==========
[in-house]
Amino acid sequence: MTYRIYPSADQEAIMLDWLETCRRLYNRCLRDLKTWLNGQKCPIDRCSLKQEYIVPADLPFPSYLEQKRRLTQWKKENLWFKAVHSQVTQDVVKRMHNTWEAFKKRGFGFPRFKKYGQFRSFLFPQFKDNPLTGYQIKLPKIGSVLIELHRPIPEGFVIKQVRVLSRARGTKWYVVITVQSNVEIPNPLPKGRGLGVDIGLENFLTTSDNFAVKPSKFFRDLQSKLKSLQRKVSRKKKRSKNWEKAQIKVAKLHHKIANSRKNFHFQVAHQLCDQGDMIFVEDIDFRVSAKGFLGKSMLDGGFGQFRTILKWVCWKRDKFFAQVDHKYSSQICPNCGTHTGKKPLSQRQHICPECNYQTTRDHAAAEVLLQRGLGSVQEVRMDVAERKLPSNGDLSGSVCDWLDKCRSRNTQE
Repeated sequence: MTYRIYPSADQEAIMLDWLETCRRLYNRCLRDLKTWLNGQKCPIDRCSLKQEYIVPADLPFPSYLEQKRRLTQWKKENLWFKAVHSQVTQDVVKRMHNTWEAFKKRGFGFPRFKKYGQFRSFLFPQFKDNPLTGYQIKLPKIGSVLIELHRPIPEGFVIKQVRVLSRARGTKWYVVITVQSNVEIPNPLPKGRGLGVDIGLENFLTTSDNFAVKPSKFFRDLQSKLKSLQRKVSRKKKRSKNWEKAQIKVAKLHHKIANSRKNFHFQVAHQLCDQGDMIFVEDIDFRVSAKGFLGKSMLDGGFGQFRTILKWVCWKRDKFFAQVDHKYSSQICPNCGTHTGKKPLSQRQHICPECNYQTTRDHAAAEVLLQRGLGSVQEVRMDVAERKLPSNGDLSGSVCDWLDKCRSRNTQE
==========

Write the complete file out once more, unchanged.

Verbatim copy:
[in-house]
Amino acid sequence: MTYRIYPSADQEAIMLDWLETCRRLYNRCLRDLKTWLNGQKCPIDRCSLKQEYIVPADLPFPSYLEQKRRLTQWKKENLWFKAVHSQVTQDVVKRMHNTWEAFKKRGFGFPRFKKYGQFRSFLFPQFKDNPLTGYQIKLPKIGSVLIELHRPIPEGFVIKQVRVLSRARGTKWYVVITVQSNVEIPNPLPKGRGLGVDIGLENFLTTSDNFAVKPSKFFRDLQSKLKSLQRKVSRKKKRSKNWEKAQIKVAKLHHKIANSRKNFHFQVAHQLCDQGDMIFVEDIDFRVSAKGFLGKSMLDGGFGQFRTILKWVCWKRDKFFAQVDHKYSSQICPNCGTHTGKKPLSQRQHICPECNYQTTRDHAAAEVLLQRGLGSVQEVRMDVAERKLPSNGDLSGSVCDWLDKCRSRNTQE
Repeated sequence: MTYRIYPSADQEAIMLDWLETCRRLYNRCLRDLKTWLNGQKCPIDRCSLKQEYIVPADLPFPSYLEQKRRLTQWKKENLWFKAVHSQVTQDVVKRMHNTWEAFKKRGFGFPRFKKYGQFRSFLFPQFKDNPLTGYQIKLPKIGSVLIELHRPIPEGFVIKQVRVLSRARGTKWYVVITVQSNVEIPNPLPKGRGLGVDIGLENFLTTSDNFAVKPSKFFRDLQSKLKSLQRKVSRKKKRSKNWEKAQIKVAKLHHKIANSRKNFHFQVAHQLCDQGDMIFVEDIDFRVSAKGFLGKSMLDGGFGQFRTILKWVCWKRDKFFAQVDHKYSSQICPNCGTHTGKKPLSQRQHICPECNYQTTRDHAAAEVLLQRGLGSVQEVRMDVAERKLPSNGDLSGSVCDWLDKCRSRNTQE